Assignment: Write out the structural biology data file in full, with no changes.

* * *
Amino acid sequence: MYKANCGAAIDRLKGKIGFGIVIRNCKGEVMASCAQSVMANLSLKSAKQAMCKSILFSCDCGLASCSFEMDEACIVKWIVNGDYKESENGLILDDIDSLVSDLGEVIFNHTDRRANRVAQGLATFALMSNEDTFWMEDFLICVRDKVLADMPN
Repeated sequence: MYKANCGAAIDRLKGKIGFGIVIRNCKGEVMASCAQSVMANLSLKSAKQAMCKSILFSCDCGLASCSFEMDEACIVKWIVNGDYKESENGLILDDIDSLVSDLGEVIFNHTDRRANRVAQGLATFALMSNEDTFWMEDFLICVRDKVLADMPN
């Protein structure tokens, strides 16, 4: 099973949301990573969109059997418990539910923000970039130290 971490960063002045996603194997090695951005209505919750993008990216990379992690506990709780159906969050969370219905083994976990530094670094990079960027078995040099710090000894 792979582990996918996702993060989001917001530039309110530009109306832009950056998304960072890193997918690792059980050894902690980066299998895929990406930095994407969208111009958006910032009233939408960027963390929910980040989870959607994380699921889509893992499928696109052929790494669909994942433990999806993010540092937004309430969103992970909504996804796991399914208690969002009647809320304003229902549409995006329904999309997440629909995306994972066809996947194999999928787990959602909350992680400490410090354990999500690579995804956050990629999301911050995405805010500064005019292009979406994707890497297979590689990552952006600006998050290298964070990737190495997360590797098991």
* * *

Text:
Amino acid sequence: MYKANCGAAIDRLKGKIGFGIVIRNCKGEVMASCAQSVMANLSLKSAKQAMCKSILFSCDCGLASCSFEMDEACIVKWIVNGDYKESENGLILDDIDSLVSDLGEVIFNHTDRRANRVAQGLATFALMSNEDTFWMEDFLICVRDKVLADMPN
Repeated sequence: MYKANCGAAIDRLKGKIGFGIVIRNCKGEVMASCAQSVMANLSLKSAKQAMCKSILFSCDCGLASCSFEMDEACIVKWIVNGDYKESENGLILDDIDSLVSDLGEVIFNHTDRRANRVAQGLATFALMSNEDTFWMEDFLICVRDKVLADMPN
């Protein structure tokens, strides 16, 4: 099973949301990573969109059997418990539910923000970039130290 971490960063002045996603194997090695951005209505919750993008990216990379992690506990709780159906969050969370219905083994976990530094670094990079960027078995040099710090000894 792979582990996918996702993060989001917001530039309110530009109306832009950056998304960072890193997918690792059980050894902690980066299998895929990406930095994407969208111009958006910032009233939408960027963390929910980040989870959607994380699921889509893992499928696109052929790494669909994942433990999806993010540092937004309430969103992970909504996804796991399914208690969002009647809320304003229902549409995006329904999309997440629909995306994972066809996947194999999928787990959602909350992680400490410090354990999500690579995804956050990629999301911050995405805010500064005019292009979406994707890497297979590689990552952006600006998050290298964070990737190495997360590797098991």